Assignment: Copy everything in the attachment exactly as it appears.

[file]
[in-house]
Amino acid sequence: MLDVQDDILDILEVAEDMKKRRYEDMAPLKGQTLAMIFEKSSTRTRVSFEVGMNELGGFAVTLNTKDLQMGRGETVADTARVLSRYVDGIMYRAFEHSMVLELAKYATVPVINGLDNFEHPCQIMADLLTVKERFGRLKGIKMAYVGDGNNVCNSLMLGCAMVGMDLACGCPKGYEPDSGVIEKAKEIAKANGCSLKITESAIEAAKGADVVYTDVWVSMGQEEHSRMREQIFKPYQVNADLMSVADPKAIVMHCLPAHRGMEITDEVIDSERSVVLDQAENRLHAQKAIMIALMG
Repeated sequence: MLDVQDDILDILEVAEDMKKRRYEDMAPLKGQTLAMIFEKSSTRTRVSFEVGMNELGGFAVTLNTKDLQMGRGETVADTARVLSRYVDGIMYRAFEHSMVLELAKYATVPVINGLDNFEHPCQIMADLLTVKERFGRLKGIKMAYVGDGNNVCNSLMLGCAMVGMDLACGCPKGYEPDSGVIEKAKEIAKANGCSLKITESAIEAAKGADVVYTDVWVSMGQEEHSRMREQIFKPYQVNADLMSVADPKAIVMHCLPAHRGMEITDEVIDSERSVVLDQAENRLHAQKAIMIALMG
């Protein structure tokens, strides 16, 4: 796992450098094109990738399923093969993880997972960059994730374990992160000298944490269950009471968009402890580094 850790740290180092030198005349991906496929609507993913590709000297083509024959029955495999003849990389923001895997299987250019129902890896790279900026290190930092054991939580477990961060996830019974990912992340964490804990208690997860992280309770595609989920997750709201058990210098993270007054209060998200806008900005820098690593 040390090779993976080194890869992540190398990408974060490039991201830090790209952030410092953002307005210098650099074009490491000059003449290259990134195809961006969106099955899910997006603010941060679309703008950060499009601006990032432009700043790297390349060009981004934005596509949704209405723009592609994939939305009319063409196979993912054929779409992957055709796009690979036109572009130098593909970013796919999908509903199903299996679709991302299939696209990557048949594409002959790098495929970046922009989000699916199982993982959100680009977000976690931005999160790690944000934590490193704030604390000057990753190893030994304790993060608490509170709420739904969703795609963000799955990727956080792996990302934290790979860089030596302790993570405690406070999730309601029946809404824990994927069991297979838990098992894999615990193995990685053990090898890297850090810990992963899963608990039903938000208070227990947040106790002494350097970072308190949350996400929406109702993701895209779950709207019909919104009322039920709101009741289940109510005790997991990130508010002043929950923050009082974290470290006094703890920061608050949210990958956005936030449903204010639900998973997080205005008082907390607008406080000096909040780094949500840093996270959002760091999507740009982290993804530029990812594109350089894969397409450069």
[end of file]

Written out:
[in-house]
Amino acid sequence: MLDVQDDILDILEVAEDMKKRRYEDMAPLKGQTLAMIFEKSSTRTRVSFEVGMNELGGFAVTLNTKDLQMGRGETVADTARVLSRYVDGIMYRAFEHSMVLELAKYATVPVINGLDNFEHPCQIMADLLTVKERFGRLKGIKMAYVGDGNNVCNSLMLGCAMVGMDLACGCPKGYEPDSGVIEKAKEIAKANGCSLKITESAIEAAKGADVVYTDVWVSMGQEEHSRMREQIFKPYQVNADLMSVADPKAIVMHCLPAHRGMEITDEVIDSERSVVLDQAENRLHAQKAIMIALMG
Repeated sequence: MLDVQDDILDILEVAEDMKKRRYEDMAPLKGQTLAMIFEKSSTRTRVSFEVGMNELGGFAVTLNTKDLQMGRGETVADTARVLSRYVDGIMYRAFEHSMVLELAKYATVPVINGLDNFEHPCQIMADLLTVKERFGRLKGIKMAYVGDGNNVCNSLMLGCAMVGMDLACGCPKGYEPDSGVIEKAKEIAKANGCSLKITESAIEAAKGADVVYTDVWVSMGQEEHSRMREQIFKPYQVNADLMSVADPKAIVMHCLPAHRGMEITDEVIDSERSVVLDQAENRLHAQKAIMIALMG
């Protein structure tokens, strides 16, 4: 796992450098094109990738399923093969993880997972960059994730374990992160000298944490269950009471968009402890580094 850790740290180092030198005349991906496929609507993913590709000297083509024959029955495999003849990389923001895997299987250019129902890896790279900026290190930092054991939580477990961060996830019974990912992340964490804990208690997860992280309770595609989920997750709201058990210098993270007054209060998200806008900005820098690593 040390090779993976080194890869992540190398990408974060490039991201830090790209952030410092953002307005210098650099074009490491000059003449290259990134195809961006969106099955899910997006603010941060679309703008950060499009601006990032432009700043790297390349060009981004934005596509949704209405723009592609994939939305009319063409196979993912054929779409992957055709796009690979036109572009130098593909970013796919999908509903199903299996679709991302299939696209990557048949594409002959790098495929970046922009989000699916199982993982959100680009977000976690931005999160790690944000934590490193704030604390000057990753190893030994304790993060608490509170709420739904969703795609963000799955990727956080792996990302934290790979860089030596302790993570405690406070999730309601029946809404824990994927069991297979838990098992894999615990193995990685053990090898890297850090810990992963899963608990039903938000208070227990947040106790002494350097970072308190949350996400929406109702993701895209779950709207019909919104009322039920709101009741289940109510005790997991990130508010002043929950923050009082974290470290006094703890920061608050949210990958956005936030449903204010639900998973997080205005008082907390607008406080000096909040780094949500840093996270959002760091999507740009982290993804530029990812594109350089894969397409450069």